Internet Protocol Version 6:
Federal Agencies Need to Plan for Transition and Manage Security Risks
GAO-05-845T, Jun 29, 2005
The Internet protocol (IP) provides the addressing mechanism that defines how and where information such as text, voice, and video moves across interconnected networks. Internet protocol version 4 (IPv4), which is widely used today, may not be able to accommodate the increasing number of global users and devices that are connecting to the Internet. As a result, IP version 6 (IPv6) was developed to increase the amount of available IP address space. The new protocol is gaining increased attention from regions with limited IP addresses. For its testimony, GAO was asked to discuss the findings and recommendations of its recent study of IPv6 (GAO-05-471). In this study, GAO was asked to (1) describe the key characteristics of IPv6; (2) identify the key planning considerations for federal agencies in transitioning to IPv6; and (3) determine the progress made by the Department of Defense (DOD) and other major agencies in the transition to IPv6.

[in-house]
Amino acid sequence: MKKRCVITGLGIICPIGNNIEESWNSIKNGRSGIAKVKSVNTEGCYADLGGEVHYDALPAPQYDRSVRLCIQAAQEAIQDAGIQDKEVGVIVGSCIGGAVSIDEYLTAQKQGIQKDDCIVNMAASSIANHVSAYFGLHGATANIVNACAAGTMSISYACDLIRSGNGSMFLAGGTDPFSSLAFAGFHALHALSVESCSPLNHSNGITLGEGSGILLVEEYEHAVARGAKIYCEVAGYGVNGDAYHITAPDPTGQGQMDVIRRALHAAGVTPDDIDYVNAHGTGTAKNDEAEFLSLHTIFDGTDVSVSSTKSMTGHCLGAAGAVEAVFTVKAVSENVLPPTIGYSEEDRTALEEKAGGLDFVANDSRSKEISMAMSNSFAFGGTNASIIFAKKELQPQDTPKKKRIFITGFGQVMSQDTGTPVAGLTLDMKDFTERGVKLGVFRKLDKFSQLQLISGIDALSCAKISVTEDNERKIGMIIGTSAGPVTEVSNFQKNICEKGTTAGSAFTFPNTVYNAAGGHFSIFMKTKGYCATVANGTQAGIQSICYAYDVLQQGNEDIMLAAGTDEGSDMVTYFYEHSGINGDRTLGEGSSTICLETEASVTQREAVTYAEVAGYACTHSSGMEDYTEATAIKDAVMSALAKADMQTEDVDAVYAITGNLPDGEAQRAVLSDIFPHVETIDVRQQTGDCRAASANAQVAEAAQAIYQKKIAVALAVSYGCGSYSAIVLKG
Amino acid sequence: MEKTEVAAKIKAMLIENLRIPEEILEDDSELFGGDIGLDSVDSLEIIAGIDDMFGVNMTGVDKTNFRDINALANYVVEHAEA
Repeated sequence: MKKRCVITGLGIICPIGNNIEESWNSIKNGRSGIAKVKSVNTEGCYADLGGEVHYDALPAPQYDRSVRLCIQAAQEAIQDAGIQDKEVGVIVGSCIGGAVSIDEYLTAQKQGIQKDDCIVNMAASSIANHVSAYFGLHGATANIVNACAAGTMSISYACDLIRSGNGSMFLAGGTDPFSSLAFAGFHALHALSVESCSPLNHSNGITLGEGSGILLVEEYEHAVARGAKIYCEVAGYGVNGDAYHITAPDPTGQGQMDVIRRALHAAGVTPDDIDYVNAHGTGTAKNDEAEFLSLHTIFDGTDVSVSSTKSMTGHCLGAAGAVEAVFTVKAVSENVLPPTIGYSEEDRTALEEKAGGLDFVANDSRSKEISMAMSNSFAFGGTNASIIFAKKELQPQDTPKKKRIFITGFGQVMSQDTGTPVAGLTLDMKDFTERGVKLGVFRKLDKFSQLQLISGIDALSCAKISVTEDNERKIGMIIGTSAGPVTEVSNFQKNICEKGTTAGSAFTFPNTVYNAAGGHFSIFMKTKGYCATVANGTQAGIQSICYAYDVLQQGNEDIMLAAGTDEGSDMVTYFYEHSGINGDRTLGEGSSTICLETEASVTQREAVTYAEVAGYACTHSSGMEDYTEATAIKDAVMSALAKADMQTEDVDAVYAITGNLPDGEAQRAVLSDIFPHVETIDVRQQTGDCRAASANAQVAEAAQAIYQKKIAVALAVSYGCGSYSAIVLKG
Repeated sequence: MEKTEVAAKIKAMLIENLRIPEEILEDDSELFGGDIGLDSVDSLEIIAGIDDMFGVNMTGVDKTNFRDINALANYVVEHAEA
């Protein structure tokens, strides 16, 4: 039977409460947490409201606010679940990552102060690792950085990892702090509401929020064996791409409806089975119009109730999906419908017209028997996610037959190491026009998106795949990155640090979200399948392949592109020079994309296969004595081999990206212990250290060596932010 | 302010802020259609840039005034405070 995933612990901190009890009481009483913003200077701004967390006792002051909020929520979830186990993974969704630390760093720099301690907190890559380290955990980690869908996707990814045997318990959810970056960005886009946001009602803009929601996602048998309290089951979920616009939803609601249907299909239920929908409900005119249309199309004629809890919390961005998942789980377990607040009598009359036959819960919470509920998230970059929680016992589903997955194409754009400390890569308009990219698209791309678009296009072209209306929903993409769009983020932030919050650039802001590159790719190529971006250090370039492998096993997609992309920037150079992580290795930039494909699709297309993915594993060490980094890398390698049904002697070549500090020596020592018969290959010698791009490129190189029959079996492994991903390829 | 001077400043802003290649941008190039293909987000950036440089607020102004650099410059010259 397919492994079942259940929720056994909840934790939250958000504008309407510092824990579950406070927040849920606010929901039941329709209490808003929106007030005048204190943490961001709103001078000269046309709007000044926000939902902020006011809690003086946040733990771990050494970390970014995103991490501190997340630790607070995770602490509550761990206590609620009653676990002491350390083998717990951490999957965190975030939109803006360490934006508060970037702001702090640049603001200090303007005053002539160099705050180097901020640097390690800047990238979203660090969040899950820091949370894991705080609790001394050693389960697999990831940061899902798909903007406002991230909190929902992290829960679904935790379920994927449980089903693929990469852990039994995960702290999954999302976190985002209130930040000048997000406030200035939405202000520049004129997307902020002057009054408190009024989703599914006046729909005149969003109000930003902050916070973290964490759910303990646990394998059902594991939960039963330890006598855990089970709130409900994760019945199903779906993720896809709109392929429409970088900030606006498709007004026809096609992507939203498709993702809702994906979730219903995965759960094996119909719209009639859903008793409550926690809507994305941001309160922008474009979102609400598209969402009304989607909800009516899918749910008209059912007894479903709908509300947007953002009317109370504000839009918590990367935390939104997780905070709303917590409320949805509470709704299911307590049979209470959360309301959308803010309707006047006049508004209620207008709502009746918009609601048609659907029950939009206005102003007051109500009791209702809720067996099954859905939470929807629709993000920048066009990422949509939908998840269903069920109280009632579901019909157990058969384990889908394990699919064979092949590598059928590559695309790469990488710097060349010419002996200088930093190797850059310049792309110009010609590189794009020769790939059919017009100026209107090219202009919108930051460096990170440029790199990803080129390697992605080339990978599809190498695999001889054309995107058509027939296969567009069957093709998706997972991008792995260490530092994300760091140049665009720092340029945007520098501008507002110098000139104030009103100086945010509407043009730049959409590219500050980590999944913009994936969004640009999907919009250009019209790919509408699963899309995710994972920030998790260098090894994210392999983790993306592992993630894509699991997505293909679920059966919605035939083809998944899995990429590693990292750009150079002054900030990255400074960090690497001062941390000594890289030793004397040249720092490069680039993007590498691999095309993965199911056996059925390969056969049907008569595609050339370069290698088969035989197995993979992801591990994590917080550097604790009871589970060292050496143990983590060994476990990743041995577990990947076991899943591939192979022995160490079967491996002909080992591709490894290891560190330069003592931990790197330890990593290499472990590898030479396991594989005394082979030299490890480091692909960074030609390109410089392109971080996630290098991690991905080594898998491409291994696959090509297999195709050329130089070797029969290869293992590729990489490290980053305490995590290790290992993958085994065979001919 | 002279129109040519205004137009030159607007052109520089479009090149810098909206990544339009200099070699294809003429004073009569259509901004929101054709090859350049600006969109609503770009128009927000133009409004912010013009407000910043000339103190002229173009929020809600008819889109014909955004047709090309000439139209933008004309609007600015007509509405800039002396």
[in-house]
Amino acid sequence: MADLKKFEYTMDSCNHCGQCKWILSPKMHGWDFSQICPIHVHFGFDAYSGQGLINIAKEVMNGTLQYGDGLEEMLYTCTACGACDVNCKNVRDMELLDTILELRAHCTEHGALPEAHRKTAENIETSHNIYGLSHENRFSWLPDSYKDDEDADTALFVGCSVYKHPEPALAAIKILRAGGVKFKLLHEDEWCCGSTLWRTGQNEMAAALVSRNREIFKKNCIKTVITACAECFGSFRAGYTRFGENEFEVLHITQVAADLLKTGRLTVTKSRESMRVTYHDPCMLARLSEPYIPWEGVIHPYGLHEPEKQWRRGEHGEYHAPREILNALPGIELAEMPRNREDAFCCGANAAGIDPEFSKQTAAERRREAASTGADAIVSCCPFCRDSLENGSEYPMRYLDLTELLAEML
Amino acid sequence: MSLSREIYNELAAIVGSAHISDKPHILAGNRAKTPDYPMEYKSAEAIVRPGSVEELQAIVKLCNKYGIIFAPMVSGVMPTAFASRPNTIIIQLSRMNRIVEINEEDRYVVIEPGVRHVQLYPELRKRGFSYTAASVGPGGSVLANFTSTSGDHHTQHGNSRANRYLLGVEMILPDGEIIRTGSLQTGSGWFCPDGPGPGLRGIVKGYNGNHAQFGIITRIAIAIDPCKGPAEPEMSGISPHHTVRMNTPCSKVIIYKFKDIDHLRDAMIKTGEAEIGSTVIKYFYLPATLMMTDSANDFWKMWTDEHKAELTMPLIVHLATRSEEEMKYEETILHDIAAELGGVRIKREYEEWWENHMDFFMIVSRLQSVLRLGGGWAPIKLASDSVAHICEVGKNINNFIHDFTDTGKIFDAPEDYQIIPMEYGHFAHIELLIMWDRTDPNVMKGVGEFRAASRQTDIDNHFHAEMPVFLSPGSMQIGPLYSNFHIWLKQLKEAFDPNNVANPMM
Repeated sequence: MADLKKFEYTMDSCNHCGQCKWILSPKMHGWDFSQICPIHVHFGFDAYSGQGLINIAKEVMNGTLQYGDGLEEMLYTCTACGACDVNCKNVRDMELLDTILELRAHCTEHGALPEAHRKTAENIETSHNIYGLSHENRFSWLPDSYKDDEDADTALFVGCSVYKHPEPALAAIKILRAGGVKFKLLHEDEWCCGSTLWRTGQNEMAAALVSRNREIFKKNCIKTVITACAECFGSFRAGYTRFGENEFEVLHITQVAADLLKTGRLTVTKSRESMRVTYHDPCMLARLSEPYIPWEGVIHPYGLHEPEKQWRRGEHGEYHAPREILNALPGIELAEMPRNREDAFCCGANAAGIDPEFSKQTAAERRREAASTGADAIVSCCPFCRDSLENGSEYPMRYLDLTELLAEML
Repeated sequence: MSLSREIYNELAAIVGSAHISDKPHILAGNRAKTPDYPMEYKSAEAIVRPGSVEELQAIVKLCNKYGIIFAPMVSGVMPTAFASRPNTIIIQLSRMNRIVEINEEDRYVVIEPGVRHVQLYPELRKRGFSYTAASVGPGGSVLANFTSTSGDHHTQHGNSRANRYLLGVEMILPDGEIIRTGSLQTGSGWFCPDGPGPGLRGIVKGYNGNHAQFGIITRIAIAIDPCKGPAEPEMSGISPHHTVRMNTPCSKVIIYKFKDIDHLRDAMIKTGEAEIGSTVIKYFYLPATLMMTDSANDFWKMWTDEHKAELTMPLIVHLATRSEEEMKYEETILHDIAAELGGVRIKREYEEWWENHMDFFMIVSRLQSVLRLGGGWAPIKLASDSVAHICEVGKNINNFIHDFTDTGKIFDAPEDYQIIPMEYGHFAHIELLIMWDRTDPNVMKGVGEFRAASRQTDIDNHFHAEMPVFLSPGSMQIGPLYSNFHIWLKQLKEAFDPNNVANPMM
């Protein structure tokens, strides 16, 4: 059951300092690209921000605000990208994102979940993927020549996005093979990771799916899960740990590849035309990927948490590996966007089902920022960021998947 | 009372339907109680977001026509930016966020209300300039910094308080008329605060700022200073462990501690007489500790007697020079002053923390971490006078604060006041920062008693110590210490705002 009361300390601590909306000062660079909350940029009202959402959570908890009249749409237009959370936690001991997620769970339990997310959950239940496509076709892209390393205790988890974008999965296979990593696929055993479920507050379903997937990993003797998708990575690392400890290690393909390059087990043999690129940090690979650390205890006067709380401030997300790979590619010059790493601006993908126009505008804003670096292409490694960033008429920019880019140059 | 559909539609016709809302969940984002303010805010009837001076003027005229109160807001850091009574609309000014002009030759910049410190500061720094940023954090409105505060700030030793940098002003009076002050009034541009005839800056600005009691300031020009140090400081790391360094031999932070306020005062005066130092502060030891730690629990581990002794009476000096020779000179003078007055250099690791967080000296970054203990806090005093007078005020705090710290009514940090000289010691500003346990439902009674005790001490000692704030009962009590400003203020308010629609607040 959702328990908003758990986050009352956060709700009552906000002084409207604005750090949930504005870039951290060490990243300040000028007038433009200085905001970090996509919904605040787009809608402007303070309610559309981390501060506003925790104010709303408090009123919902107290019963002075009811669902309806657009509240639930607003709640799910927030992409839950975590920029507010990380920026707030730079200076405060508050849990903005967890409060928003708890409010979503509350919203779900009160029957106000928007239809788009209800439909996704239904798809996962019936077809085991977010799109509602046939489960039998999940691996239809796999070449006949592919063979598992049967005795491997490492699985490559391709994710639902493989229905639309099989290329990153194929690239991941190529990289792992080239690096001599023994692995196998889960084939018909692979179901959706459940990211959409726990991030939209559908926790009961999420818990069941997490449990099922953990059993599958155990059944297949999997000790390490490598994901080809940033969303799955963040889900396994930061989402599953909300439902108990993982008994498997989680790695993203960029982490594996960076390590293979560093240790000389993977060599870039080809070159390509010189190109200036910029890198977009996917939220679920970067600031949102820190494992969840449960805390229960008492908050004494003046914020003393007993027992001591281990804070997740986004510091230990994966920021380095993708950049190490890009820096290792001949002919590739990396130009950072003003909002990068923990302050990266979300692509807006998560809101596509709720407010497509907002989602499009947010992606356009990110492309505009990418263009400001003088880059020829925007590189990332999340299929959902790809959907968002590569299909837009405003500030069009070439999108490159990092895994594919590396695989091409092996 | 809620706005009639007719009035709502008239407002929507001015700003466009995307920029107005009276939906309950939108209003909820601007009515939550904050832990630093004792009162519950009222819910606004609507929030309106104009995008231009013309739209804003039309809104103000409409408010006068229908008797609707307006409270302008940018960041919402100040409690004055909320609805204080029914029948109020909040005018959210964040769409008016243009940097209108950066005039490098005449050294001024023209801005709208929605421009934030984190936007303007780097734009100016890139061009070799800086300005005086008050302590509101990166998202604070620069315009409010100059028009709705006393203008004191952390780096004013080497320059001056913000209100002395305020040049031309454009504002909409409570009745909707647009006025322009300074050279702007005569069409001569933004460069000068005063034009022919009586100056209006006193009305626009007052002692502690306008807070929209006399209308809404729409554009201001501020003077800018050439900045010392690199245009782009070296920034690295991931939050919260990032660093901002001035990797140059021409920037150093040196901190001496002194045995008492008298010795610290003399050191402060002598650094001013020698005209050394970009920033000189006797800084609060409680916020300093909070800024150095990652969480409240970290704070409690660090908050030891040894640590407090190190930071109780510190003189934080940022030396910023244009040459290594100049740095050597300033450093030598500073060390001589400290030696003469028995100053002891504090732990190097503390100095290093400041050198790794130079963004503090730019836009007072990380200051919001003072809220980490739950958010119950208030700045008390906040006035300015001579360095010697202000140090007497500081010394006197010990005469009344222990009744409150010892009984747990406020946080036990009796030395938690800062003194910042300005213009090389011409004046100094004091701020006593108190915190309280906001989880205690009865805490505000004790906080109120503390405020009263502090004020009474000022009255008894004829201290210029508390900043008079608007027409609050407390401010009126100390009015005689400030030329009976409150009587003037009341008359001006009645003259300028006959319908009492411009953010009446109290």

The key characteristics of IPv6 are designed to increase address space, promote flexibility and functionality, and enhance security. For example, by using 128-bit addresses rather than 32-bit addresses, IPv6 dramatically increases the available Internet address space from approximately 4.3 billion in IPv4 to approximately 3.4 x 10^38 in IPv6. Key planning considerations for federal agencies include recognizing that the transition is already under way, because agency networks already include IPv6-capable software and equipment. Other important agency planning considerations include developing inventories and assessing risks; creating business cases that identify organizational needs and goals; establishing policies and enforcement mechanisms; determining costs; and identifying timelines and methods for transition. Managing the security aspects of transition is also an important consideration because poorly managed IPv6 capabilities can put agency information and systems at risk. DOD has made progress in developing a business case, policies, timelines, and processes for transitioning to IPv6. Unlike DOD, the majority of other major federal agencies reported that they have not yet initiated key planning efforts for IPv6. In its report, GAO recommended, among other things, that the Director of the Office of Management and Budget (OMB) instruct agencies to begin to address key planning considerations for the IPv6 transition and that agencies act to mitigate near-term IPv6 security risks. Officials from OMB, DOD, and Commerce generally agreed with the contents of the report.